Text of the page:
By allowing ads to appear on this site, you support the local businesses who, in turn, support great journalism.
Column: What happened to our old American brands?
Harris Blackwood
Harris Blackwood

I have never been a Tab drinker, but it is kind of sad to see it go.

Tab was introduced in 1963, and the Coca-Cola Co. announced recently that it will discontinue making it by the end of the year.

I remember a lady who I never saw without a bottle of Tab in one hand and a Marlboro cigarette in the other. She walked around the house in those terry cloth house shoes. She remains forever etched in my mind as the picture of a Tab drinker, not the beautiful shapely models they showed in advertisements.

Tab was introduced to compete with Diet Rite, the only diet cola on the market at the time. It was owned by Royal Crown Bottling Co., which was headquartered in Columbus, Georgia.

They both contained that interesting taste of saccharin, which either caused cancer or killed laboratory rats.

I hate when products go away. It’s a passage that I don’t look forward to.

Probably the saddest thing is when products that are so American are no longer made here. They still sell Gerber baby food, but it is made overseas. 

If you look at the label of your clothes, you’ll probably find it wasn’t made here. The last maker of men’s dress shirts in the U.S. was C.F. Hathaway in Maine, where they had made shirts since 1837.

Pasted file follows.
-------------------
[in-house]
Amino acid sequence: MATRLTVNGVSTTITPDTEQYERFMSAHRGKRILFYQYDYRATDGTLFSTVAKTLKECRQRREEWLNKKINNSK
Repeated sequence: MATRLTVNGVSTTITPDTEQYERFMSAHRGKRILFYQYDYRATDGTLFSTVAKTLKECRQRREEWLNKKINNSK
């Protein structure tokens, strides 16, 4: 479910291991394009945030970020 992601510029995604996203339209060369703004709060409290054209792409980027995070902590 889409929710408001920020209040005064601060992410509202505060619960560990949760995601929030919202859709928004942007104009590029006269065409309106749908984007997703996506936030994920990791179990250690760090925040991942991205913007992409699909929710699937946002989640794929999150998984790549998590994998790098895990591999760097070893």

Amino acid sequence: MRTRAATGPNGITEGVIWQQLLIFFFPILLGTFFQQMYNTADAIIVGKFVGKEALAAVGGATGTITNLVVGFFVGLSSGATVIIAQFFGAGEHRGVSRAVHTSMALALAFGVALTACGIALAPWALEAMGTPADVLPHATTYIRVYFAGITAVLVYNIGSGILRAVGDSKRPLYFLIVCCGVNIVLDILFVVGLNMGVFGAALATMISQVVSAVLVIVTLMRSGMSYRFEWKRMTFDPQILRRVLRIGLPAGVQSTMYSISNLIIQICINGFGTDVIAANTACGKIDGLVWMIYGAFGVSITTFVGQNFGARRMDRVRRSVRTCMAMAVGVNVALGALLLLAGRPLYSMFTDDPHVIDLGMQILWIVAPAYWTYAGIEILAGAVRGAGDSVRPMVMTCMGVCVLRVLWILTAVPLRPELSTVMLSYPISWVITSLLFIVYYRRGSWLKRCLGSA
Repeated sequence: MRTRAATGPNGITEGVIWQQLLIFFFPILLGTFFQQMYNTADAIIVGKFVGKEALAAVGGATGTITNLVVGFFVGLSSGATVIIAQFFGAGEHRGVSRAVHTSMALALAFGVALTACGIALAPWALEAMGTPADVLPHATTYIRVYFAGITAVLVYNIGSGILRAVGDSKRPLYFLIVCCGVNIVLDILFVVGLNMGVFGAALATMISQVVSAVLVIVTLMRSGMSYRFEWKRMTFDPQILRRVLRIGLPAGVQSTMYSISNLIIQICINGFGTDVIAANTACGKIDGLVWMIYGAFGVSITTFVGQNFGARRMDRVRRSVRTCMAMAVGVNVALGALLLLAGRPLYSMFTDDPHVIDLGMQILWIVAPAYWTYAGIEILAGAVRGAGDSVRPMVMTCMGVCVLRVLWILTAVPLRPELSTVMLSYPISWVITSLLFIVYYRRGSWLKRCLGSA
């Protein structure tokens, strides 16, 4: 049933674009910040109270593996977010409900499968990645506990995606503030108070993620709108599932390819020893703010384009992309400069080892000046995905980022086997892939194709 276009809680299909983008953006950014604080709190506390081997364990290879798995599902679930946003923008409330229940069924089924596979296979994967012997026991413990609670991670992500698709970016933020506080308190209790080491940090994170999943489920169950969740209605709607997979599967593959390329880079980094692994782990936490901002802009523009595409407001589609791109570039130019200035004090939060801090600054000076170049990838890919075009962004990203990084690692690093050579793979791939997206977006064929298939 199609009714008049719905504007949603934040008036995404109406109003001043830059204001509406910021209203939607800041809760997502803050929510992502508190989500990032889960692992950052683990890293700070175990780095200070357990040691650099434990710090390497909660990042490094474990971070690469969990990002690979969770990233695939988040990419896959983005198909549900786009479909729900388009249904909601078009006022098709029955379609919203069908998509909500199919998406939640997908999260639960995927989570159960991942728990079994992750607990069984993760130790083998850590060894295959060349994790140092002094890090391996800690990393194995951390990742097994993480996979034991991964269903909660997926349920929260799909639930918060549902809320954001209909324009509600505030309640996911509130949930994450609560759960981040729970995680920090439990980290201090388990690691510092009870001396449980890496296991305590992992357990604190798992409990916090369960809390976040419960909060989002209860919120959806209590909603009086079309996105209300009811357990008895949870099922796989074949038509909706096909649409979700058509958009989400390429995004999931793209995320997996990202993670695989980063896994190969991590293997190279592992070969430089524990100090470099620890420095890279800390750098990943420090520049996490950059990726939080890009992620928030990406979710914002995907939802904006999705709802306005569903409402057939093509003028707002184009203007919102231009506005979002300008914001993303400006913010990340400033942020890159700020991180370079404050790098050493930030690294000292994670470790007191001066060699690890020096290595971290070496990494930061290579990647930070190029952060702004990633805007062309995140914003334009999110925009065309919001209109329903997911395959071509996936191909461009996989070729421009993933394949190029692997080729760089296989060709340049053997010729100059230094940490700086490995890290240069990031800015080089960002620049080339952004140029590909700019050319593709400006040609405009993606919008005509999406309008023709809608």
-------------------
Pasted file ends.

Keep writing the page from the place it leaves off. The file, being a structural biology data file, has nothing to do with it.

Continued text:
I used to wear Bass Weejun loafers. I would wear them down and send them, along with $25 to the company’s shoe factory in Wilton, Maine, where they would make them like new again. The shoes are now made somewhere else and having them refurbished has gone the way of the nickel Coke.

I remember when a television was a big piece of furniture with a wooden console cabinet. There were shops that would display the latest TV’s in the store window, and even have speakers outside where you could watch the color TV and wish that you had one.

I spent a good bit of time at home during the beginning of the pandemic. Daytime TV is now a smattering of talk shows sandwiched between commercials for lawyers.

Years ago, I used to watch “The Young and the Restless.” There aren’t as many young people on there anymore.  I picked up watching a few episodes and found it hasn’t moved too far from the same travails of the past.

I remember an aunt who watched “Love of Live.” It was the story of Vanessa Dale and her search for human dignity. I don’t know how much human dignity you can find in an hour on TV, but old Vanessa tried. The show’s cast included a young Christopher Reeve who played Ben Harper.

 If the choice was up to me, I think I’d pick soap operas over talk shows. We are now down to just four soaps remaining in production.

I hated to see some of our classic car nameplates go away. I can remember how cool I thought the Plymouth Road Runner was. There were great brands like Pontiac, Oldsmobile and even the venerable old Rambler. It’s hard to find one of those today.

Reflecting on old brands and old shows won’t bring them back, but it is fun to remember. I think I’ll pour me a Tab and reminisce.​

Harris Blackwood is a Gainesville resident whose columns appear on the weekend Life page and on